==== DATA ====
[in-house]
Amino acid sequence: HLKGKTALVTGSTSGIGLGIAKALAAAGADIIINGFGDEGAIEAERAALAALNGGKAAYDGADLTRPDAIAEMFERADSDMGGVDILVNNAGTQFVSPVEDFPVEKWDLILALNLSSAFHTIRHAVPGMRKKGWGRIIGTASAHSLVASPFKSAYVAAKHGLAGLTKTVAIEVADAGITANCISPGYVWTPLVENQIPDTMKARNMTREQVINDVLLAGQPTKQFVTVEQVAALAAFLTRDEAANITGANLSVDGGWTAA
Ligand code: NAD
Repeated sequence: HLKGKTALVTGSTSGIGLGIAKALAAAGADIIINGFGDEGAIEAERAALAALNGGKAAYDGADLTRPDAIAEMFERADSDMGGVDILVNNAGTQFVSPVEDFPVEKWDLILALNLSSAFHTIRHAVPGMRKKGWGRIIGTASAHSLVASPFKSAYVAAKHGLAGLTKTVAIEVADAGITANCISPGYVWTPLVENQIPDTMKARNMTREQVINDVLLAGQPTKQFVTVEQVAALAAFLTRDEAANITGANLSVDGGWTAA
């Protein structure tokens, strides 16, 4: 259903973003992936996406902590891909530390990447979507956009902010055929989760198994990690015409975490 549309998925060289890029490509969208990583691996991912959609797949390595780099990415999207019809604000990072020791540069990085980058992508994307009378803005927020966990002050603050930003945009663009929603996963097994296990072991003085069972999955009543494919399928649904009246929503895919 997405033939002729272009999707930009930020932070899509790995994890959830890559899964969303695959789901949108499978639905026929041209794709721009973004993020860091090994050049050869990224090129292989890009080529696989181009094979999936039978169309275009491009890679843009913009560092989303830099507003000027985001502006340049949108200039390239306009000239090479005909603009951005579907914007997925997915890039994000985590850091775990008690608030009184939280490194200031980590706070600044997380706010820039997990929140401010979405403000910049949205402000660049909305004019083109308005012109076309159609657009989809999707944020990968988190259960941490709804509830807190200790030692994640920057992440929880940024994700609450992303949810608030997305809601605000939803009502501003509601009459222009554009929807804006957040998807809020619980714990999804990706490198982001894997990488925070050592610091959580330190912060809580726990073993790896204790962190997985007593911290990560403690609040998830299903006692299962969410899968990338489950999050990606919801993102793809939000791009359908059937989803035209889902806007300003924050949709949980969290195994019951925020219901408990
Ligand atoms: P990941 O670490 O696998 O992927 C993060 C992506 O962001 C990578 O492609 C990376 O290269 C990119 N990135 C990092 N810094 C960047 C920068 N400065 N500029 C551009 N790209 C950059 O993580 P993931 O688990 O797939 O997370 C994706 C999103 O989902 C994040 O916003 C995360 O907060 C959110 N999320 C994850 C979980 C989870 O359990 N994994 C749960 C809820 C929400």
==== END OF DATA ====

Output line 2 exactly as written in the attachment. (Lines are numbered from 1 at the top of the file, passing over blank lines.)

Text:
Amino acid sequence: HLKGKTALVTGSTSGIGLGIAKALAAAGADIIINGFGDEGAIEAERAALAALNGGKAAYDGADLTRPDAIAEMFERADSDMGGVDILVNNAGTQFVSPVEDFPVEKWDLILALNLSSAFHTIRHAVPGMRKKGWGRIIGTASAHSLVASPFKSAYVAAKHGLAGLTKTVAIEVADAGITANCISPGYVWTPLVENQIPDTMKARNMTREQVINDVLLAGQPTKQFVTVEQVAALAAFLTRDEAANITGANLSVDGGWTAA